For many decades, Alberta’s old Progressive Conservative government benefited greatly from large corporate donors which would help keep the governing party’s campaign war-chest flush with cash. It was well-known in Alberta political circles that the PC Party had the goal of always having enough money in their bank account to run two back-to-back election campaigns at any time. And usually they did.
The first law passed by Alberta’s New Democratic Party government after its election in May 2015 banned of corporate and union donations. Limiting contributions to individual donors was the first move in what is expected to be an overhaul of Alberta’s outdated elections laws. It was a good place to start, but there is much more work to be done.
The all-party MLA Special Select Ethics and Accountability Committee was created last year in order to review the Election Act, the Election Finances and Contributions Disclosure Act, the Conflicts of Interest Act, and the Public Interest Disclosure (Whistleblower Protection) Act. The committee will make recommendations to the government for changes to the four laws and any changes introduced by the government will be debated in the Legislative Assembly.
Here are three changes that have been debated by the committee recently:
Reimbursements: A motion introduced by Edmonton-Ellerslie MLA Rod Loyola on August 10, 2016 recommended “that the Election Finances and Contributions Disclosure Act be amended to provide for a rebate of 50 per cent of registered parties’ and registered candidates’ campaign expenditures provided that campaigns receive at least 10 per cent of the vote cast and file all required financial returns.” Similar subsidies exist in federal elections and in many other provinces.
I understand the arguments in favour of this policy, but unfortunately the NDP MLAs are not going into great lengths to explain them. I do not believe these types reimbursements actually “level the playing field,” as Mr. Loyola argued when he proposed the motion. These types of reimbursements reward candidates and parties that spend the most money, even if they lose the election. A very generous tax credit system already exists for individuals who donate to candidates and political parties, and in my opinion that should be sufficient.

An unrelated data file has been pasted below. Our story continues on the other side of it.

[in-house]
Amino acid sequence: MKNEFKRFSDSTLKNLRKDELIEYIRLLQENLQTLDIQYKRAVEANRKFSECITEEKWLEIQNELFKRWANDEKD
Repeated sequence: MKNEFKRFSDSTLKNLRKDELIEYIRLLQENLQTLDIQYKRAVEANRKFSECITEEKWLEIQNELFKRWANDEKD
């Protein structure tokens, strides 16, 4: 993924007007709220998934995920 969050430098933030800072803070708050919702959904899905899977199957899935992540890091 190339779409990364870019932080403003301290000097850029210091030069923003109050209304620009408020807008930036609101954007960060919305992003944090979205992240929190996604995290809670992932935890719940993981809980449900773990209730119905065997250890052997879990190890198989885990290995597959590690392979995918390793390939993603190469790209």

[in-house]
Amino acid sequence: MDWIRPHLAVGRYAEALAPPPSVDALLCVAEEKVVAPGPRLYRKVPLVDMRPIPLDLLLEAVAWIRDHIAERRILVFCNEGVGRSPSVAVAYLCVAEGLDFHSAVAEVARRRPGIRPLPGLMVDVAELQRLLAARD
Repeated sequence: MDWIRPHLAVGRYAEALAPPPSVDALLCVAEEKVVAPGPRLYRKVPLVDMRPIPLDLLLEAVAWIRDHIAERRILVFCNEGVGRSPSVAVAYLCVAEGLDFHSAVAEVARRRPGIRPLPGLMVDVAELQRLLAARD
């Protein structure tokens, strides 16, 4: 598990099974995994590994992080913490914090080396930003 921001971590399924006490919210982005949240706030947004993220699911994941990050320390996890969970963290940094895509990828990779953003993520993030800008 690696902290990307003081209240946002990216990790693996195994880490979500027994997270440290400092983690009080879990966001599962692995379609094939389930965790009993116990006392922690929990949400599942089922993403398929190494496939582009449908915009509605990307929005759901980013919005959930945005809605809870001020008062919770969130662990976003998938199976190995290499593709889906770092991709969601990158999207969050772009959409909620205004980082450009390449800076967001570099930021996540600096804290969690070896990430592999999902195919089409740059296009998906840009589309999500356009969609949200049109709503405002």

If the MLAs truly want to level the playing field through a financial reimbursement program, they should study the funding system that existed federally between 2004 and 2015, which tied a financial reimbursement to political parties to the number of votes they earned in an election.
Spending Limits: Last week, I wrote about the committee’s recommendation to create campaign spending limits and I was pleased to see Calgary-Shaw MLA Graham Sucha have his original motion amended to raise to initial proposed limits (which I believed were too low). The new proposal would increase the limits per campaign to $70,000 for local campaigns and an $80,000 limit for four northern constituencies. Party province-wide campaign would be limited to spending $0.80 per eligible voter, which is similar to the limit that exists in Ontario.
I do believe it is arbitrary to simply name four constituencies as exemptions, as the province’s electoral boundaries will be redrawn before the next election and these four constituency may not exist in their current form when the next election is called. It might make more sense to create a formula based on population and geography to determine whether special exceptions are required for spending limits in northern and remote rural constituencies.
Donation Limits: Currently, any individual can donate a maximum of $15,000 annually to a political party outside of election periods and $30,000 to a political party during election periods. A motion introduced by Edmonton-Decore MLA Chris Nielsen and amended by Bonnyville-Cold Lake MLA Scott Cyr would lower financial contribution limits to $4,000 during election periods and $2,300 outside election periods.
The committee continues to meet this week, so I am anticipating there will be more to write about in the days to come.